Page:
In the News
RMW designs Knight Ridder's new Silicon Valley headquarters.
Monica Geran -- Interior Design, 7/1/2001 12:00:00 AM
The call from Knight Ridder came, as they say, out of the blue. Could Mary Davidge, principal of RMW Architecture & Interiors in San Jose, meet with the executive from the country's second largest newspaper company? Soon, as in tomorrow? Tabled for discussion, he explained, was design of the publisher's headquarters, about to be moved from Miami to Silicon Valley. Davidge accepted, was on hand for the briefing and, with her host, took a quick tour of the designated 40,000-sq.-ft. space in San Jose's Fairmont Plaza office tower. As good luck would have it, she already knew the venue, having years earlier converted the premises for former tenants. A second meeting was held one week later in Miami. This time accompanied by her senior designer, Davidge made her program proposals and digital presentation. The contract was signed. Work began without delay.
The main motive for relocation was, recalls Davidge, the client's resolve to establish Knight Ridder as a strong presence in Silicon Valley. Owning 32 newspapers in 28 American markets, management was well aware that print media must adopt the latest electronic methods to lead in their highly competitive field. The firm already has, according to a corporate spokesman, 29 regional hubs plus another seven or eight affiliates; other advancements are in the works. Mindful of this background and the contemplated future, then, the RMW plan was to endow the new place with an identity suggestive of a forward-looking yet solidly established corporation dedicated to progress and growth.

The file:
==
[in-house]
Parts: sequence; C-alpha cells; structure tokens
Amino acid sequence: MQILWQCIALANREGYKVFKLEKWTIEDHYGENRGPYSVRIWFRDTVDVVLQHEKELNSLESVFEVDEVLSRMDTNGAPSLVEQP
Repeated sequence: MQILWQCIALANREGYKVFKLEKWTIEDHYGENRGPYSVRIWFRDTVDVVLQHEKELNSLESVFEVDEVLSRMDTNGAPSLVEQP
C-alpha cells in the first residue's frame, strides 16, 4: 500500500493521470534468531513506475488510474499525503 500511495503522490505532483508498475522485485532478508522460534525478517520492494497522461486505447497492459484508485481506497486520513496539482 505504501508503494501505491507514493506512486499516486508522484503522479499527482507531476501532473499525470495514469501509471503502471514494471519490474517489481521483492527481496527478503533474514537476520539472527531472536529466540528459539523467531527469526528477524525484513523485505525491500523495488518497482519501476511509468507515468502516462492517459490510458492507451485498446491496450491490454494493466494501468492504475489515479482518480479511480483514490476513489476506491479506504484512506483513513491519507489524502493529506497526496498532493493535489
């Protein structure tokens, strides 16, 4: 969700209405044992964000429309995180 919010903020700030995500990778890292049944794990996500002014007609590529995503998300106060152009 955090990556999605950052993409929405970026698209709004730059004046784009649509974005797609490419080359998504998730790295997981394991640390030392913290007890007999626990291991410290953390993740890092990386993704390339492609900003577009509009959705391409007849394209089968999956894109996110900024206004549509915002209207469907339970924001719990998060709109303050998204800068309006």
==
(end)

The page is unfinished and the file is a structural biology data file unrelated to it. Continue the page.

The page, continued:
Space allocations called for formal lobbies, reception areas, lunch rooms, perimetric private offices, and inner work stations repeated on each of two (12th and 15th) floors; board room, training sectors, video- and teleconference facilities come in single up-or-downstairs editions. Among treatments vouching for design individuality are orientation devices, diverse materials, and three kinds of lighting. Traffic direction is imparted by a curvilinear blue plaster wall horizontally bisecting the footplate; stainless steel-framed portals cutting through the winding band form strategically placed pass-throughs. At mid-point is the elevator lobby. Thus, instead of wondering which way to turn, entering strangers can see the reception area at one end (and the break-room at the other). Conversely, they can simply follow the same undulating divider to reach the central exit.
Deployed materials fall into two categories: woods, specifically three kinds of maple, and hard substances like stainless steel and plaster. Interior façades of perimeter offices consist of ample glazing scored with wood, filtering daylight inward. Flooring materials reinforce the diagram for traffic: terrazzo and limestone define entry areas; carpeting with large basket weave, solid cut-pile, or small pattern covers corridors, private offices/work stations, and lobby areas respectively; and all-natural linoleum surfaces the break rooms. Lighting consists of accent spots in lobby/reception rooms; indirect lighting in circulation lanes; and direct/indirect, as in task/ambient, for offices with computers. For acoustic comforts, wall panels are wrapped in linen and lobby ceilings are paved with thin white cloth resembling painted gypboard.
Completing the RMW delegation were project manager Kellie Hampel, design director David Rush, designer Kelly Kosarek, job captain Jim Aguila, and technical assistant Jann Fabrin. The entire job took slightly less than one year.